A video with Spanish subtitles of a press conference from the president of the United States, Joe Biden, in which he allegedly confirmed that Putin had decided to invade Ukraine, is going viral. The video has been circulating since at least February 21, the date on which you first sent it to our WhatsApp chatbot (+34 644 229 319). But the video is spreading from before the conflict between Russia and Ukraine began in the early hours of February 24.

Biden allegedly said that the US would attack Russia before Russia could "harm" Americans in Ukraine. But it is a hoax, the subtitles in Spanish are false.

No, this video is not of "Russian warplanes" shooting civilians in Ukraine: it was recorded in Turkey in 2016

"Let the whole world know that Russian warplanes are shooting at innocent civilians in Ukraine." With this message, a video in which we see people running down the street while being shot from the air is circulating. It is shared as if it were related to the current situation in Ukraine after Russia bombed several points in this country in the early hours of February 24, 2022. It is a hoax. The video was recorded in Turkey in 2016.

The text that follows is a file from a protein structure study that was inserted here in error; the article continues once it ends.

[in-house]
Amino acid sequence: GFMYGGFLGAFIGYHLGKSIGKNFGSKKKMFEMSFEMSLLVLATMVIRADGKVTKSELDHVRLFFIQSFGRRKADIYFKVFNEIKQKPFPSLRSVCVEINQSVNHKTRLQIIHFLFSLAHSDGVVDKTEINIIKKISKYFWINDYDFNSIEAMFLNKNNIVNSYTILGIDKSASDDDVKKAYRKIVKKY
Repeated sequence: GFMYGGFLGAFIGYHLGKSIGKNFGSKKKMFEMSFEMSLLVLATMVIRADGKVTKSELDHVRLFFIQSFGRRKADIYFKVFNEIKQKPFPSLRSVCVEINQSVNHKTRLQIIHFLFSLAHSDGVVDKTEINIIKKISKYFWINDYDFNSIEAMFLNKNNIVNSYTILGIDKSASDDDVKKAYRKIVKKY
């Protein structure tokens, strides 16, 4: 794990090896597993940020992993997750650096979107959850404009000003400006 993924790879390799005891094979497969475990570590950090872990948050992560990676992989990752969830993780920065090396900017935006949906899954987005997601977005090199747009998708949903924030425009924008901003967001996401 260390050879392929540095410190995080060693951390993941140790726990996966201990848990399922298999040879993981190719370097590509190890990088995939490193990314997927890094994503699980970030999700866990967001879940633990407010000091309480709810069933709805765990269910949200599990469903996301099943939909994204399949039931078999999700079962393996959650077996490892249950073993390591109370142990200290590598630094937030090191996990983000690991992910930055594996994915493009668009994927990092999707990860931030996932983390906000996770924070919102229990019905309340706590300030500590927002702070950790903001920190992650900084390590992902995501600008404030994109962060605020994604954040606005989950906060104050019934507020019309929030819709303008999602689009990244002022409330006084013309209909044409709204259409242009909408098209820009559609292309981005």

No, this video warning that the war between Russia and NATO is imminent and there is a danger of a nuclear attack is not from the 'BBC': it is a fictional recording that has been circulating since at least 2018

A video in which supposedly the British public television and radio service, BBC, warns of an imminent war between Russia and NATO and the danger of a nuclear air attack has gone viral.